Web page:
What ’tis to die and live again before
Thy fated hour.
Where is the poet bound on this journey?
…und wozu Dichter in dürftiger Zeit?
It is a journey in which, later, the affliction of the god himself will appear, a journey through desolation, “a desolation in which the god can no longer gather the poet to himself and grant him the gift of poetic utterance” (p. 106). It is a journey of which most are incapable; for most cannot even recognize the desolation of the gods as desolation. These are the fanatics and the savages spoken of in the opening lines of he poem:
Fanatics have their dreams, wherewith they weave
A paradise for a sect; the savage too
From forth the loftiest fashion of his sleep
Guesses at heaven
These dreams are delusions, so much so that they go totally unrecognized as such: “Delusion is the mortal shadow of the desolation of the holy” (p. 108) – in the first case, delusion erected into a security, in the other case, the security of immediacy, of dream not yet become vision of dream for which the word remains withdrawn
Only for the poet can the dream become word:
For Poesy alone can tell her dreams.
Only through the poet can imagination be drawn beyond “dumb enchantment.” Only through “the fine spell of words” can it be drawn to a realm of safety, even if not of security:
For Poesy alone can tell her dreams,
With the fine spell of words alone can save
Imagination from the sable charm
And dumb enchantment.
In Pollard’s reading: “The saviour is the spell of words – the spell that gathers together the words in such a way that they become fine” (p. 109). Spell does not mean only spelling, nor only incantation, but rather – one could say – the manifold gathering of words, their being gathered together in such a way as to gather to us what is to be seen, letting it be seen, giving us power, as in an incantation, to look into what may be its very nature be – and even remain – veiled.
Thou hast felt
What ’tis to die and live again before
Thy fated hour. That thou hadst power to do so
Is thy own safety.
Gathered to his mortality by the spell of words, the poet is – in Pollard’s words – “in the safety of insecurity” (p. 110). Indeed it is only thus that he is a poet, only in being gathered by and into the fine spell of words; for, in Keats’ words, ‘this is the very thing in which consists poetry” (p. 114).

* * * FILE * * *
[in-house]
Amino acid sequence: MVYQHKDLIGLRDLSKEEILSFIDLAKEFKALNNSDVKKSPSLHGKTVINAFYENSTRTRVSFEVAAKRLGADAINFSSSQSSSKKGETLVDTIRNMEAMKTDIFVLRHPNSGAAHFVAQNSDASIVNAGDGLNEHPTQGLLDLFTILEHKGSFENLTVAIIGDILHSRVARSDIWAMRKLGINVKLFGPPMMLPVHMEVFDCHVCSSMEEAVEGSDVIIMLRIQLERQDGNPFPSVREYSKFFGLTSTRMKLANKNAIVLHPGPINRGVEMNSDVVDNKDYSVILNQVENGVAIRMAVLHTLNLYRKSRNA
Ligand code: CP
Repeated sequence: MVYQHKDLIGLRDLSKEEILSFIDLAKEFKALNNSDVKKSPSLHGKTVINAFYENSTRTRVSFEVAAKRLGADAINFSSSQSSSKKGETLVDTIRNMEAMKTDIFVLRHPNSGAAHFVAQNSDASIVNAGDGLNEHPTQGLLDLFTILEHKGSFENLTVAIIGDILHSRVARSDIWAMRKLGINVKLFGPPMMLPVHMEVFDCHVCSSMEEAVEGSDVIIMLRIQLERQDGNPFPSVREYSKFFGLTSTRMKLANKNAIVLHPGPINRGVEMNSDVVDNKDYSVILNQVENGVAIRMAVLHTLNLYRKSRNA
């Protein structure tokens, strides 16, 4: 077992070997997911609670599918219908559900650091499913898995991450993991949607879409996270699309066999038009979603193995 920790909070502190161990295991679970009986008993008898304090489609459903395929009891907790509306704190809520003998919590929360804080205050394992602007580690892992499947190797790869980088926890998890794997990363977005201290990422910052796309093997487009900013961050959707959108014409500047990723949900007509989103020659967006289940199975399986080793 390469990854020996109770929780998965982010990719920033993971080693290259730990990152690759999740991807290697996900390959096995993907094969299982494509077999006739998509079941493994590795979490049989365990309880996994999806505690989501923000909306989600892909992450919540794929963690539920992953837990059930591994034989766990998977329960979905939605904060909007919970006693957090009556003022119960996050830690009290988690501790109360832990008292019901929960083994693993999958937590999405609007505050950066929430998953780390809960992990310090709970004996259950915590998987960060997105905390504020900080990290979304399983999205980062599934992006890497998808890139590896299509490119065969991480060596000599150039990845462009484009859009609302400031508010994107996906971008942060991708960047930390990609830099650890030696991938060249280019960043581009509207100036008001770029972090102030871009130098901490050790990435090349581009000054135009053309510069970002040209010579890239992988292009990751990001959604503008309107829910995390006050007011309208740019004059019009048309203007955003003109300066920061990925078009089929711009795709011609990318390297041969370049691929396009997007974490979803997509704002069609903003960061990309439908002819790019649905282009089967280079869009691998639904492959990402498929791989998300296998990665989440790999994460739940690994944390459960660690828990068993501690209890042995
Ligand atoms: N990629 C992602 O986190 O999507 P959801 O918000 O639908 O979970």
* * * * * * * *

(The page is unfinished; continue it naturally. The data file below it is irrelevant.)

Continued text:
Poetic gathering suspends closure. It is a gathering that displaces – Pollard’s word: re-allocates – toward the open. Foregoing the assault of questioning, the critical quest ought, then, to be “a return to the openness which lies within the quest before it is converted into a question” (p. 126), a quest “drawn on by the openness of what is questioned” (p. 127).
Il the end, the critic is to “make his comments superfluous” (p. 136); he is to let the critical discourse destroy itself for the sake of the properly poetic revelation of the poem.
Critical thought must pre-serve rather than con-serve; or rather, it must allow the poem to reserve itself to itself. In other words, it must think poetically. This poetical thinking is a standing within a clearing opened up by the spell of words, a spell which the critic, like the poet, must avoid breaking up by an assault over the gap (p. 136).
It is precisely such poetical thinking way by Pollard’s reading of Keats’ that is practiced in the very finest way by Pollard’s reading of Keats.
John Sallis, Department of Philosophy
Chicago, IL 60626
- Martin Heidegger, Vier Seminare (Frankfurt a.M.: Vittorio Klostermann, 1977), p. 137.
- “The poet, by renouncing the word, by letting it withdraw apart, releases himself into the parior along which the word also passes and, by so doing, arrives at a nearness to language in which it can grant itself as the poet, sown, in which it can gather itself together – re-collect itself.-in a re-allocation….This constant re-moving and re-turning is the life of the critic who exists in the shadow of the poem and is always drawn on again in the wake of the movement of language, which is a removal into the opening of which language itself is the source” (pp’ l33f’)’
- Heidegger, “WozuDichter?” Holzwege (Frankfurta’M’:VittorioKlostermann, 1957).